Dutch singer and feminist icon Corry Brokken dies at 83


AMSTERDAM (JTA) — Corry Brokken, a well-known Dutch singer whose father was a Nazi and whose mother was part Jewish, died at the age of 83.

Brokken, who in 1957 performed the first of the Netherlands’ four winning entries in the Eurovision Song Contest, died on Thursday.

Seen as a role model for feminists in the Netherlands, Brokken took a hiatus from performing in 1976 when she started to study law, becoming first an attorney and then a judge. In the 1990s she returned to show business, recording an album and performing on stage.

Her death was widely reported in the Netherlands, including in the evening news edition of the NOS public broadcaster.

She revealed her unusual family history in 1999, during an interview with the magazine Opzij.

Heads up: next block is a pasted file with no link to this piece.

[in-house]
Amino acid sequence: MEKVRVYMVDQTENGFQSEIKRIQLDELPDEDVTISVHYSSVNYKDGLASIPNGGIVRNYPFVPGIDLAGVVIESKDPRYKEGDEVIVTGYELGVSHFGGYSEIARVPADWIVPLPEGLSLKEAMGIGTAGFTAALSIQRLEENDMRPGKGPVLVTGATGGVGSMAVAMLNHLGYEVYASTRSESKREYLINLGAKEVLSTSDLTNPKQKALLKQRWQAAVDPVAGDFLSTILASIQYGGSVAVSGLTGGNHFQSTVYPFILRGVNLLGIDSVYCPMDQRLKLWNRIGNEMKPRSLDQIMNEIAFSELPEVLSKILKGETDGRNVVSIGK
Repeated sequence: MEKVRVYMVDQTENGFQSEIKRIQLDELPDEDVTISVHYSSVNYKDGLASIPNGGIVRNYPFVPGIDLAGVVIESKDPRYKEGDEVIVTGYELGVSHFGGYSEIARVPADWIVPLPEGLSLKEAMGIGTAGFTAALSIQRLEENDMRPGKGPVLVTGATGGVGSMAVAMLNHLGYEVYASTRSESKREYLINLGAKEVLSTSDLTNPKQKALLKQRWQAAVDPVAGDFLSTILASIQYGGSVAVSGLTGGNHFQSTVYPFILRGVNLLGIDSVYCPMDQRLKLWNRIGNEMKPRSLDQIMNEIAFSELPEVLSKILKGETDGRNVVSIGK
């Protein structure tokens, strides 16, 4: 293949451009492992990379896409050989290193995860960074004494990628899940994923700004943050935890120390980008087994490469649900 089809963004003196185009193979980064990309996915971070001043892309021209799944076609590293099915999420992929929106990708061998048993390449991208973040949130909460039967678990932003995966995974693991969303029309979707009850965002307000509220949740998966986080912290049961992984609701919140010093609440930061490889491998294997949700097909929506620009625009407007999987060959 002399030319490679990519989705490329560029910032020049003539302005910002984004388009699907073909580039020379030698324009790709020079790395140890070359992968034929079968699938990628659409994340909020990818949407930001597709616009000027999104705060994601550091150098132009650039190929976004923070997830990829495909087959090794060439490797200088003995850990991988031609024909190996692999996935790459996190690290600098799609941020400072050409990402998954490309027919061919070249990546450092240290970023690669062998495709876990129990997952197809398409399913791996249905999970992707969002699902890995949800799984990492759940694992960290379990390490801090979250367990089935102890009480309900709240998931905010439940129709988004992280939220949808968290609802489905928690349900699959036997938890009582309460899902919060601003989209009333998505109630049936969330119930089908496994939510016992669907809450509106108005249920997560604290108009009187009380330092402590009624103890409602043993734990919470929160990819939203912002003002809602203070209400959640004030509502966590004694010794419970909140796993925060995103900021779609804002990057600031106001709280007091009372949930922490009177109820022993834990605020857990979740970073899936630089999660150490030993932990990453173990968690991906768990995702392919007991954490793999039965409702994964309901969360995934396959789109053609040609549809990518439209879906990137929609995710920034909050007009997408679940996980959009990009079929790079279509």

Her parents married before the Germans occupied the Netherlands, and during the occupation, which began in 1940, her father father was a member of the NSB Dutch Nazi party who entertained high-ranking German Nazis at his home .

Her mother had “Jewish roots and a dark complexion,” she said in the interview, but apparently managed to avoid being subjected to the racial laws and death camp deportation.

“When my parents would fight, he always used to curse her, calling her a ‘dirty Jewess’,” she said in that interview.

After the Netherlands was liberated, Brokken’s father was imprisoned for a few months in a concentration camp for Nazi collaborators. Brokken’s mother was also detained once and questioned for a few hours but released shortly thereafter.

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